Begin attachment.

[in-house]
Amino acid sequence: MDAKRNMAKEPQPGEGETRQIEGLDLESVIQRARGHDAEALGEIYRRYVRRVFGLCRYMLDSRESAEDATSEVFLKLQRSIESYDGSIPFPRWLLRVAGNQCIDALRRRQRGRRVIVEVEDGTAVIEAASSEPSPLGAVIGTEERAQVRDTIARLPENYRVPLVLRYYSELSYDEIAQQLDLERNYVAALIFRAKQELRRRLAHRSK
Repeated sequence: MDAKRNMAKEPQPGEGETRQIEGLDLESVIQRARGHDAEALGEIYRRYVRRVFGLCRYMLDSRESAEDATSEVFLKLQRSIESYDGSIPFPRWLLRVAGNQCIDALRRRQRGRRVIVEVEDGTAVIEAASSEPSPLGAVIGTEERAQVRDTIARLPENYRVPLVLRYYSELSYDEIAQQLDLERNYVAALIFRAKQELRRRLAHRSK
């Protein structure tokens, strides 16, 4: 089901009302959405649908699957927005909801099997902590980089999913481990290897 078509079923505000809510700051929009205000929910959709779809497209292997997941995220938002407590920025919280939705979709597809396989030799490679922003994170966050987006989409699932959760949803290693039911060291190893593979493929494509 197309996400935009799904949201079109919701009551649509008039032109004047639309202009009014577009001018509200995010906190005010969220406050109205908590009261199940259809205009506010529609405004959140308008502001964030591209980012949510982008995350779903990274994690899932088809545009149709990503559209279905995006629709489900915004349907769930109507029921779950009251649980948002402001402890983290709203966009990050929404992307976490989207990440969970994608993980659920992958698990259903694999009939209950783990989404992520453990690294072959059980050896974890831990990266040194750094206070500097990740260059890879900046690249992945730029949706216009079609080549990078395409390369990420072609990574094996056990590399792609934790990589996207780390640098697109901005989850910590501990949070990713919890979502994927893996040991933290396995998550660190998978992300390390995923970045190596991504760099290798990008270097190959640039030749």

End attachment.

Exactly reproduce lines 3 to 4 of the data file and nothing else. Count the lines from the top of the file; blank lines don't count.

Repeated sequence: MDAKRNMAKEPQPGEGETRQIEGLDLESVIQRARGHDAEALGEIYRRYVRRVFGLCRYMLDSRESAEDATSEVFLKLQRSIESYDGSIPFPRWLLRVAGNQCIDALRRRQRGRRVIVEVEDGTAVIEAASSEPSPLGAVIGTEERAQVRDTIARLPENYRVPLVLRYYSELSYDEIAQQLDLERNYVAALIFRAKQELRRRLAHRSK
């Protein structure tokens, strides 16, 4: 089901009302959405649908699957927005909801099997902590980089999913481990290897 078509079923505000809510700051929009205000929910959709779809497209292997997941995220938002407590920025919280939705979709597809396989030799490679922003994170966050987006989409699932959760949803290693039911060291190893593979493929494509 197309996400935009799904949201079109919701009551649509008039032109004047639309202009009014577009001018509200995010906190005010969220406050109205908590009261199940259809205009506010529609405004959140308008502001964030591209980012949510982008995350779903990274994690899932088809545009149709990503559209279905995006629709489900915004349907769930109507029921779950009251649980948002402001402890983290709203966009990050929404992307976490989207990440969970994608993980659920992958698990259903694999009939209950783990989404992520453990690294072959059980050896974890831990990266040194750094206070500097990740260059890879900046690249992945730029949706216009079609080549990078395409390369990420072609990574094996056990590399792609934790990589996207780390640098697109901005989850910590501990949070990713919890979502994927893996040991933290396995998550660190998978992300390390995923970045190596991504760099290798990008270097190959640039030749």